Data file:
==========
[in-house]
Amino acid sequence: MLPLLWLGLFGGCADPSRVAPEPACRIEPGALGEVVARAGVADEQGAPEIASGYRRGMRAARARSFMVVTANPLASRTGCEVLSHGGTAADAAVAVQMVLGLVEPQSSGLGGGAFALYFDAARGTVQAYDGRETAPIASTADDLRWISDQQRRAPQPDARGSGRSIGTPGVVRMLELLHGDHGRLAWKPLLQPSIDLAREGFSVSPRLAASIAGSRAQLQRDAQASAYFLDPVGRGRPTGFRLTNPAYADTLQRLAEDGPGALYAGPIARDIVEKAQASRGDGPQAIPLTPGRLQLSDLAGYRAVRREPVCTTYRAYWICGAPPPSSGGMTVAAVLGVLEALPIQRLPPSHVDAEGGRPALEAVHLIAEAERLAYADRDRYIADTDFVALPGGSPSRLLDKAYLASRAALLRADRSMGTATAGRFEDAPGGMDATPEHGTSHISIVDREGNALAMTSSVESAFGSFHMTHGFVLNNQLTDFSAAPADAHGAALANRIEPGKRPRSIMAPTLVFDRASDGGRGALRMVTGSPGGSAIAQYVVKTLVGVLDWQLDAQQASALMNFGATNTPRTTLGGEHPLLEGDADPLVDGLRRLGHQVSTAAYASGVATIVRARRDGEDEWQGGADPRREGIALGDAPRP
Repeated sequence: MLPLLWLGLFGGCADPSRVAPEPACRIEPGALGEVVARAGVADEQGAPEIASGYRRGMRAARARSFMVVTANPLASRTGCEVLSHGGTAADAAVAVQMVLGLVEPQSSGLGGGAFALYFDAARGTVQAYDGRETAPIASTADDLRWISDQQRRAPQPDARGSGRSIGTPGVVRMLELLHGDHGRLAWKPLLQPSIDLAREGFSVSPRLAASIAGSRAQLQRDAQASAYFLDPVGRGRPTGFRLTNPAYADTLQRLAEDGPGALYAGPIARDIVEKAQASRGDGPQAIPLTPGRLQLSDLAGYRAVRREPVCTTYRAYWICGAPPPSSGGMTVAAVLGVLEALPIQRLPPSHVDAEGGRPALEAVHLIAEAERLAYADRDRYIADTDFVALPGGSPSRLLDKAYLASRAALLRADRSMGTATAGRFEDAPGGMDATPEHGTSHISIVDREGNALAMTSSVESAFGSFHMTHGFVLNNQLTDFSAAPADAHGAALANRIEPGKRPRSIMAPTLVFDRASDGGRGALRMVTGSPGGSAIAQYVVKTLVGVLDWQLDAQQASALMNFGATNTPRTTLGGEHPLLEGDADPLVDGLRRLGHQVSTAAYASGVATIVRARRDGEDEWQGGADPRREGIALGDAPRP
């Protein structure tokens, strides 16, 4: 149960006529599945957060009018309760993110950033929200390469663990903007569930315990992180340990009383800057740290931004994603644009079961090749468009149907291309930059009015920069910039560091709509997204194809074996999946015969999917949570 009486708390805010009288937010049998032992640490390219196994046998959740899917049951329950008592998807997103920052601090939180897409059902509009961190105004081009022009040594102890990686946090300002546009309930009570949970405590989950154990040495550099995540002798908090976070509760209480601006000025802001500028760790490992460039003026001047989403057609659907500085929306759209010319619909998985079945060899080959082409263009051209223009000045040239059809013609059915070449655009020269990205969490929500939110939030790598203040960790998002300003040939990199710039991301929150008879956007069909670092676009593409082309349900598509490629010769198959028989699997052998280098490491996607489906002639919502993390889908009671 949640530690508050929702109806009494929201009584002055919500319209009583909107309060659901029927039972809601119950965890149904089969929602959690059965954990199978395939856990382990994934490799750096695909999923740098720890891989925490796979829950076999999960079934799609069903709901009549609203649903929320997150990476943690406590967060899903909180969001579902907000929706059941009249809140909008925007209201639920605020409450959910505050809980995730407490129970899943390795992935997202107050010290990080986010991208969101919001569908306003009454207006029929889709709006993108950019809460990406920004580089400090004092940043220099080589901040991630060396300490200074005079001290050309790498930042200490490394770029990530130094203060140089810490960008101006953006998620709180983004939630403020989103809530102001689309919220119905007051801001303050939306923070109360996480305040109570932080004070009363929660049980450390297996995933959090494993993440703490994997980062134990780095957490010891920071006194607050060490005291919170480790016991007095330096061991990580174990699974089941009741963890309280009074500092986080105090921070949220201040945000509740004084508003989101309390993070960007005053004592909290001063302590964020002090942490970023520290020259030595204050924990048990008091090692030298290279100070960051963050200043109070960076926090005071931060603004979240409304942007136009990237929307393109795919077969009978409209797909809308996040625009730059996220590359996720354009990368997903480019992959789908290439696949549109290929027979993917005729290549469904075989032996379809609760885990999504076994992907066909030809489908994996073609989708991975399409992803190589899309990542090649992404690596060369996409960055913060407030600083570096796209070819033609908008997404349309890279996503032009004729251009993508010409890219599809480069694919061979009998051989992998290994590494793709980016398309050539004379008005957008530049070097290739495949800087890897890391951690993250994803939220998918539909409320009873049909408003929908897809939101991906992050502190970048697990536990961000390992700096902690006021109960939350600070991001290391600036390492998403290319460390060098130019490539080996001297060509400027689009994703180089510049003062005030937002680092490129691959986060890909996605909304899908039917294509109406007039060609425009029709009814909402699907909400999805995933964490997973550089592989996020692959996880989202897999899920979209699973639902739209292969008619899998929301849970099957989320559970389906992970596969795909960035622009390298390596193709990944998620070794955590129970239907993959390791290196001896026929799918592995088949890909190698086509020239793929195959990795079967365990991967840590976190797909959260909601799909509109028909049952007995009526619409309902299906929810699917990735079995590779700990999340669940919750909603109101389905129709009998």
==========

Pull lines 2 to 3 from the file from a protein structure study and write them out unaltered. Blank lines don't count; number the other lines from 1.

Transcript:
Amino acid sequence: MLPLLWLGLFGGCADPSRVAPEPACRIEPGALGEVVARAGVADEQGAPEIASGYRRGMRAARARSFMVVTANPLASRTGCEVLSHGGTAADAAVAVQMVLGLVEPQSSGLGGGAFALYFDAARGTVQAYDGRETAPIASTADDLRWISDQQRRAPQPDARGSGRSIGTPGVVRMLELLHGDHGRLAWKPLLQPSIDLAREGFSVSPRLAASIAGSRAQLQRDAQASAYFLDPVGRGRPTGFRLTNPAYADTLQRLAEDGPGALYAGPIARDIVEKAQASRGDGPQAIPLTPGRLQLSDLAGYRAVRREPVCTTYRAYWICGAPPPSSGGMTVAAVLGVLEALPIQRLPPSHVDAEGGRPALEAVHLIAEAERLAYADRDRYIADTDFVALPGGSPSRLLDKAYLASRAALLRADRSMGTATAGRFEDAPGGMDATPEHGTSHISIVDREGNALAMTSSVESAFGSFHMTHGFVLNNQLTDFSAAPADAHGAALANRIEPGKRPRSIMAPTLVFDRASDGGRGALRMVTGSPGGSAIAQYVVKTLVGVLDWQLDAQQASALMNFGATNTPRTTLGGEHPLLEGDADPLVDGLRRLGHQVSTAAYASGVATIVRARRDGEDEWQGGADPRREGIALGDAPRP
Repeated sequence: MLPLLWLGLFGGCADPSRVAPEPACRIEPGALGEVVARAGVADEQGAPEIASGYRRGMRAARARSFMVVTANPLASRTGCEVLSHGGTAADAAVAVQMVLGLVEPQSSGLGGGAFALYFDAARGTVQAYDGRETAPIASTADDLRWISDQQRRAPQPDARGSGRSIGTPGVVRMLELLHGDHGRLAWKPLLQPSIDLAREGFSVSPRLAASIAGSRAQLQRDAQASAYFLDPVGRGRPTGFRLTNPAYADTLQRLAEDGPGALYAGPIARDIVEKAQASRGDGPQAIPLTPGRLQLSDLAGYRAVRREPVCTTYRAYWICGAPPPSSGGMTVAAVLGVLEALPIQRLPPSHVDAEGGRPALEAVHLIAEAERLAYADRDRYIADTDFVALPGGSPSRLLDKAYLASRAALLRADRSMGTATAGRFEDAPGGMDATPEHGTSHISIVDREGNALAMTSSVESAFGSFHMTHGFVLNNQLTDFSAAPADAHGAALANRIEPGKRPRSIMAPTLVFDRASDGGRGALRMVTGSPGGSAIAQYVVKTLVGVLDWQLDAQQASALMNFGATNTPRTTLGGEHPLLEGDADPLVDGLRRLGHQVSTAAYASGVATIVRARRDGEDEWQGGADPRREGIALGDAPRP